Germany, 1935 – The Shupo (Schutzpolizei) telling Henry and Sylvia not to be afraid of the big dog

My brother Henry passed away on April 5, 2023, the day of the first Seder of Passover, was my hero when I was little. I being 3 years younger than he was, never knew a world without him. 

Henry as my childhood hero had all the attributes imaginable. He was kind and patient, highly intelligent and ambitious, creative and smart, modest with a sense of humor. His early maturity made him different from others.  

Because I am the only person present although virtually who knew Henry as a young child, I will only talk of his younger years during a time that was definitely different and difficult, much of it under Nazi Germany.  

Henry was born in Leipzig, Germany on December 15, 1926. At birth his name was Heinrich with Enoch as his Hebrew name.

Difficult years started for our Jewish family under the Nazis. In 1938 we moved to Belgium where we had to learn French.  In Brussels, we moved into a furnished apartment.   Henry started school at a difficult and demanding secondary school.   

Nazi Germany attacked neutral Belgium on May 10, 1940.  While fleeing from the Nazi invaders and becoming part of the “Exodus”, we went through a lot of tribulations with our parents, afraid to be lynched as spies or parachutists with their German accent. That is when Henry, with his perfect French accent became our father’s spokesman.  

Eventually, overrun by the German army we had to return to Brussels and our apartment. Henry returned to school until 1942 when the Jewish Deportations to Poland started in earnest.  At age 16 his formal schooling in Europe ended.

His first hiding place was a Trappist monk monastery in the country.  Their vow of silence was annulled during the Occupation. When Henry visited me at my hiding place only 2 short train rides away from his second hiding place, he told me of the interesting philosophical discussions he had with the monks. Then he described his volunteer job with a village printer who, after the end of Occupation, issued the following Certificate:

“The undersigned Hardy, Rene in charge of the Front de l’Independance of Momignies, Belgium (the local Resistance “Movement) legalized with certificate #C.H.L.B55 certifies on his honor that Mr. Birnbaum, Heinrich born in Leipzig “December 15, 1926, participated actively in our resistance movement during the Occupation. (Occupation of Belgium by “Nazi Germany during WWII)

“Due to his race, this young man was hounded by the enemy. He was anti Hitler and could not enter in the Maquis   (resistance) due to his young age. Because he wanted at all cost to serve his country, he was placed at Mr. Raoul “Deshome’s printer in Momignies. In that shop he worked during the years 1943 and part of 1944 typesetting and printing “undercover identity cards, tracts, newspapers, etc… for the benefit of the Front de l’Independance.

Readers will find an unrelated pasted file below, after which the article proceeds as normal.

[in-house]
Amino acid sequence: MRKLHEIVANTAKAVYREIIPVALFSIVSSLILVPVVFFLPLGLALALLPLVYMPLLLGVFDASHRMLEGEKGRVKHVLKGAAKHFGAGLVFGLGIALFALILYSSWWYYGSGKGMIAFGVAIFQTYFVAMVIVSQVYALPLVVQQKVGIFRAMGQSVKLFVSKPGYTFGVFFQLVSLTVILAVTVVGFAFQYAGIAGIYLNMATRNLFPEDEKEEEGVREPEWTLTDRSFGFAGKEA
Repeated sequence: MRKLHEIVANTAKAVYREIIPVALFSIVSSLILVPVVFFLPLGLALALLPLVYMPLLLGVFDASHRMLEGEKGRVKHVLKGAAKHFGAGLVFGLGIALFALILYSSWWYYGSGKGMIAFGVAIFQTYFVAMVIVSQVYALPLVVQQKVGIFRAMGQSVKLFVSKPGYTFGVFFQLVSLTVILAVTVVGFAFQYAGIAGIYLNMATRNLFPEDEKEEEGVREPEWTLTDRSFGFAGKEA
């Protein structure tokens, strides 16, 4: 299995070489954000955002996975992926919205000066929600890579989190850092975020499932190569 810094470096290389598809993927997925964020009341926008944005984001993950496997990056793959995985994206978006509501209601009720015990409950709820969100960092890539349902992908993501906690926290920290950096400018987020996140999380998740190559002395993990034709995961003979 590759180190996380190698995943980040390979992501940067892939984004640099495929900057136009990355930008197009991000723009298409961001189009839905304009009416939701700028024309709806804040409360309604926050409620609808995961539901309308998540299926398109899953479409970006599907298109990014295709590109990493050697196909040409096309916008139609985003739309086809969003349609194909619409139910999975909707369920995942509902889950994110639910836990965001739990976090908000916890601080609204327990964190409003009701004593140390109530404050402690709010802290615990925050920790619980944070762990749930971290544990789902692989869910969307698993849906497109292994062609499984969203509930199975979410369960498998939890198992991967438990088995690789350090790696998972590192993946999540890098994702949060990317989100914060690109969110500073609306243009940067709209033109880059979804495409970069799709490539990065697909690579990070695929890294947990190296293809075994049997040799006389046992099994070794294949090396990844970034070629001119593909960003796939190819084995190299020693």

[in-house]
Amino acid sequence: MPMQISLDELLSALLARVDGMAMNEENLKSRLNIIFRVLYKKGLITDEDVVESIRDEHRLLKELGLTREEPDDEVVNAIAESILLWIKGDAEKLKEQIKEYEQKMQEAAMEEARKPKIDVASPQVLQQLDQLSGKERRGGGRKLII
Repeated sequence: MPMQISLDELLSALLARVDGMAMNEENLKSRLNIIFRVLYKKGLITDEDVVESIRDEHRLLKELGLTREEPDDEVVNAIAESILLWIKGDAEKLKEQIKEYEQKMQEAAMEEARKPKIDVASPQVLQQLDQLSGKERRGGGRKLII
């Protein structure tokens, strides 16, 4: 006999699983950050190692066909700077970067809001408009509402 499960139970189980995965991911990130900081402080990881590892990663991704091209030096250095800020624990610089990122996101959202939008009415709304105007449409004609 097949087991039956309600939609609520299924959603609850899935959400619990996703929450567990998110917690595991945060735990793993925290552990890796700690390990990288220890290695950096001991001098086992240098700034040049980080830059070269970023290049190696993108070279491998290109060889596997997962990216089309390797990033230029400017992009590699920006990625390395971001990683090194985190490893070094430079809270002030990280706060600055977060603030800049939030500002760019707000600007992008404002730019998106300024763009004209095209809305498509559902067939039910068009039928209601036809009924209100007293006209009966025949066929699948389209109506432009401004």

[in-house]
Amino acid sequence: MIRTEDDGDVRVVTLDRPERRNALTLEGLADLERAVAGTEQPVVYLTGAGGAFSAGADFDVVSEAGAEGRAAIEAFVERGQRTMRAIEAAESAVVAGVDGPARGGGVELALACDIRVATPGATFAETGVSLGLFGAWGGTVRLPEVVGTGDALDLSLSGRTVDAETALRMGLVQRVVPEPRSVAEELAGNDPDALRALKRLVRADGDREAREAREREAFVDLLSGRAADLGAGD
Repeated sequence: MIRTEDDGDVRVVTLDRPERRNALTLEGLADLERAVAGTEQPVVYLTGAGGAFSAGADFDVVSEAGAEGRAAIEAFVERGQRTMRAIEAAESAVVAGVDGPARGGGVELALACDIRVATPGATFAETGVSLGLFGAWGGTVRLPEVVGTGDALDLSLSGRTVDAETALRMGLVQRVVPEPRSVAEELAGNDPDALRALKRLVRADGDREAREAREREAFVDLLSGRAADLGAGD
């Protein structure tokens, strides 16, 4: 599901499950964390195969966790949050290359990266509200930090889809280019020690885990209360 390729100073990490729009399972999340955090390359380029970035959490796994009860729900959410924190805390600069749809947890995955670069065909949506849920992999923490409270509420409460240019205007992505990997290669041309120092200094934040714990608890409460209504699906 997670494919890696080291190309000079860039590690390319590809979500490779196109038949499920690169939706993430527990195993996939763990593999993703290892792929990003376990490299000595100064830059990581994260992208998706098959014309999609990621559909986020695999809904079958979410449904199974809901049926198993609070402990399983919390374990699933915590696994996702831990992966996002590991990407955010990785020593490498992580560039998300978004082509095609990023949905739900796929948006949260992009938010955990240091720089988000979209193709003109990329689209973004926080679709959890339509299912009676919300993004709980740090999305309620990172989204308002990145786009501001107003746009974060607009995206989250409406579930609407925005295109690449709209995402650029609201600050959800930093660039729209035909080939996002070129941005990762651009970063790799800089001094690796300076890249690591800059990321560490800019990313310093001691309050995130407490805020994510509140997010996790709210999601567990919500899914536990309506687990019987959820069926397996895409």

“He is an excellent patriot who was not afraid of danger.”

After an emotional reunion of our lucky family after Liberation in Brussels, Henry had to become an apprentice furrier to please his father.  However, with his first earnings he bought a correspondence course in journalism. He also entered a newspaper contest for a children’s story ending with a moral. He wrote the cutest story but without a moral. Even a second chance to conform did not convince him to change. This ended his writing career.

Then my Weiser uncles living in New York, provided Henry with an US Affidavit and a fur Union membership card. Henry came to New York at 21 years of age and worked at sweatshop standing in front of a sunny window cutting Persian lamb skins for 8 hours without air conditioning. This went on until Henry was drafted into the US army. After spending 2 or 3 years in the army, some of the time in Germany, Henry could not find a job as a Persian Lamb fur cutter. Mink was in style which required a different long education.

In the meantime our family had arrived in NY. Henry had to come live with us to help pay part of the rent. Now he was unemployed and concerned about his future. Luckily he still had the benefit of the G.I. Bill  which would help him at the ripe old age of 27 of undertaking his second education.

First he had to obtain a High School degree followed by a certificate as a draftsman of blueprints to support himself. From draftsman, he eventually moved to a job as an estimator for a construction company. He excelled at this. Even though his boss offered him more money, Henry quit to go to college for an engineering degree. By then I had married and moved away to California so that I don’t remember exactly when Henry went on to an advanced degree in Civil Engineering.

As a Civil Engineer Henry was particularly proud of having been responsible for the structure design of the Egg, IBM’s entry at the 1964 world’s fair in New York. The egg shape was an especially difficult and complicated structure of which Henry was particularly proud. 

After he married Ruth in New York, he visited us in Menlo Park on his honeymoon. Then several years later both he and Ruth moved to Northern CA where Henry quickly found a “defense” engineering job. That’s when they moved to Los Gatos where they lived surrounded by mountains which reminded Ruth of Switzerland. 

By the time Henry changed employment his new job took him to Orange County with little daughter Nathalie.

That is where my talk ends. I now bid a reluctant Adieu to my older brother, the hero of my life while we both lived in Europe.

May his memory be a blessing for all who knew him.

– Sylvia Wildmann